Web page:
Bill to nix 1 court death penalty review goes to governor


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NASHVILLE, Tenn. — Gov. Bill Lee appears ready to sign into law a measure that could speed up the implementation of a death sentence.

The change would come at a point when Tennessee has resumed putting inmates to death after a nearly decade-long hiatus, even though U.S. executions are hovering near historically low levels.

The Senate voted 26-6 Thursday for Republican Sen. John Stevens’ legislation to skip Tennessee’s Court of Criminal Appeals and provide automatic state Supreme Court death penalty reviews. One Republican voted against it.

Lee spokeswoman Laine Arnold says the governor is deferring to the Legislature’s will on the bill, indicating he’ll likely sign it.

The legislation is named for Dickson County Sheriff’s Sgt. Daniel Baker, who was shot and killed in May before his police cruiser was set on fire with his body inside. Prosecutors have said they’re seeking death sentences for two people in the case that still hasn’t gone to trial.

Baker’s family applauded from the gallery when the House passed the bill earlier this week.

The proposal drew criticisms from Court of Criminal Appeals Judge John Everett Williams, who said his court takes less than a year to go through death penalty reviews, and the last four only took three to six months. Federal courts account for the vast majority of the time it takes for death penalty cases to wend through the appeals process.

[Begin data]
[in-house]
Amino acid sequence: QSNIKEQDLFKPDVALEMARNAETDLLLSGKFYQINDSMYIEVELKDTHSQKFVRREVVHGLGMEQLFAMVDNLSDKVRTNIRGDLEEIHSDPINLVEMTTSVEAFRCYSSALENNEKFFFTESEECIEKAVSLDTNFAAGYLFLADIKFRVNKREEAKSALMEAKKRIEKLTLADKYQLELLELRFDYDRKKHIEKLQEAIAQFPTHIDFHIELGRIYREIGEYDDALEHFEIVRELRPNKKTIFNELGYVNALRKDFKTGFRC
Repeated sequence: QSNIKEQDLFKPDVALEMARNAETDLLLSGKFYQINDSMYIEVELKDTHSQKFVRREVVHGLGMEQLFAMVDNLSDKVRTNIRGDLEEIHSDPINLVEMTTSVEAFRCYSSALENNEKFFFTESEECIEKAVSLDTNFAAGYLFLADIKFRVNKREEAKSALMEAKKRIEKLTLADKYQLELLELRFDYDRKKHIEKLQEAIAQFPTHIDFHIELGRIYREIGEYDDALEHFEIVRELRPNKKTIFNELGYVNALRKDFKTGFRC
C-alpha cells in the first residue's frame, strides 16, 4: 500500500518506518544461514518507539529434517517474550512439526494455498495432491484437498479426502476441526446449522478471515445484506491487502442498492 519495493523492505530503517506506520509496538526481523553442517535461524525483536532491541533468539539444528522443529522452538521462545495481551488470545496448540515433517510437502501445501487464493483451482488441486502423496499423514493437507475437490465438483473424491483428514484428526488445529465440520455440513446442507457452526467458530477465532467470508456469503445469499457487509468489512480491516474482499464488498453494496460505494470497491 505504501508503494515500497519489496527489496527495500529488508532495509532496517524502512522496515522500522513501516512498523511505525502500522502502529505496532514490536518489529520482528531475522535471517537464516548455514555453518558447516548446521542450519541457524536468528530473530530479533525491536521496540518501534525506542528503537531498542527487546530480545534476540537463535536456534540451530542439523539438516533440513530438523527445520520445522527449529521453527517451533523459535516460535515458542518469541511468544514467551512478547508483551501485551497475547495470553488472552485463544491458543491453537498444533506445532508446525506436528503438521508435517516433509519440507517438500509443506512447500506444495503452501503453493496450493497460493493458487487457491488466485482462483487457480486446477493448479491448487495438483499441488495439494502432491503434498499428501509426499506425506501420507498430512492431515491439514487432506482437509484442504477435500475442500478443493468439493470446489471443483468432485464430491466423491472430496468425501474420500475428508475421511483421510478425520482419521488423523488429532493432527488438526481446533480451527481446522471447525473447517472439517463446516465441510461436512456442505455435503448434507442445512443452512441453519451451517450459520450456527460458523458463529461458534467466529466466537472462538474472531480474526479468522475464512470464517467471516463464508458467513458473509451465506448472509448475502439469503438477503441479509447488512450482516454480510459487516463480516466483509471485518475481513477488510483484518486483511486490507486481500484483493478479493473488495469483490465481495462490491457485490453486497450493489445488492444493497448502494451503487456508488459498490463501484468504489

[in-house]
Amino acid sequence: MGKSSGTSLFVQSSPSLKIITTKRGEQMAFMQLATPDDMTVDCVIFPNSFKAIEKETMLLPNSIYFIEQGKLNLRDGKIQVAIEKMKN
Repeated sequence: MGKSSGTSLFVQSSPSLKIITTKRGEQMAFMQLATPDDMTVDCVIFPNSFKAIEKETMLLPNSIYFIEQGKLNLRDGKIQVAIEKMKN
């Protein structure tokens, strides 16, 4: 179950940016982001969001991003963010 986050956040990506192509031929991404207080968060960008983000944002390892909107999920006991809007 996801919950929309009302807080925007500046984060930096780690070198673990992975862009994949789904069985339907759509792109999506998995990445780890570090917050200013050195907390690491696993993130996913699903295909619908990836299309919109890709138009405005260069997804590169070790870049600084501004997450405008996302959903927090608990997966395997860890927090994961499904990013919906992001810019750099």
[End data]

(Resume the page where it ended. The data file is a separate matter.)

Stevens says only Alabama has a similar intermediate court review of death penalty cases and that the state Constitution guarantees victims a speedy trial and conclusion to their cases.

Senate Speaker Randy McNally and House Speaker Glen Casada also have deemed the bill a way to achieve more timely justice.

“We forget about the victims in this conversation today,” said Stevens, a Huntingdon attorney. “We’re focused upon the perpetrators.”

Tennessee executed three men in 2018 – one by lethal injection and two who chose the electric chair, arguing the injection would be a prolonged, tortuous death.

Four more Tennessee executions are scheduled this year, starting in May.

Republican Sen. Steve Dickerson joined with Democrats in voting against the bill. He said that, at times, people who are innocent will accept a life without parole sentence rather than take their chances with a possible death sentence. He argued that could increase if another guardrail is removed through the bill.

“Government is fallible,” said Dickerson, a Nashville lawmaker. “And if you put somebody to death, there are no do-overs.”

Senate Democratic Minority Leader Jeff Yarbro of Nashville said the bill would remove an intermediate appeal for those on death row that others with lesser offenses will still have.

Williams, the appellate judge, has argued that that issue would add more challenges in the federal court system.

Trial court death penalties in Tennessee are overturned in more than half of cases, with most reversals coming from the Court of Criminal Appeals. That typically involves a new sentencing hearing, possibly leading to new plea negotiations and changes to life without parole sentences, according to the Tennessee Association of Criminal Defense Lawyers, which opposes the bill.

Three of Tennessee’s 202 death penalties imposed since 1977 have resulted in exonerations, the group has said.

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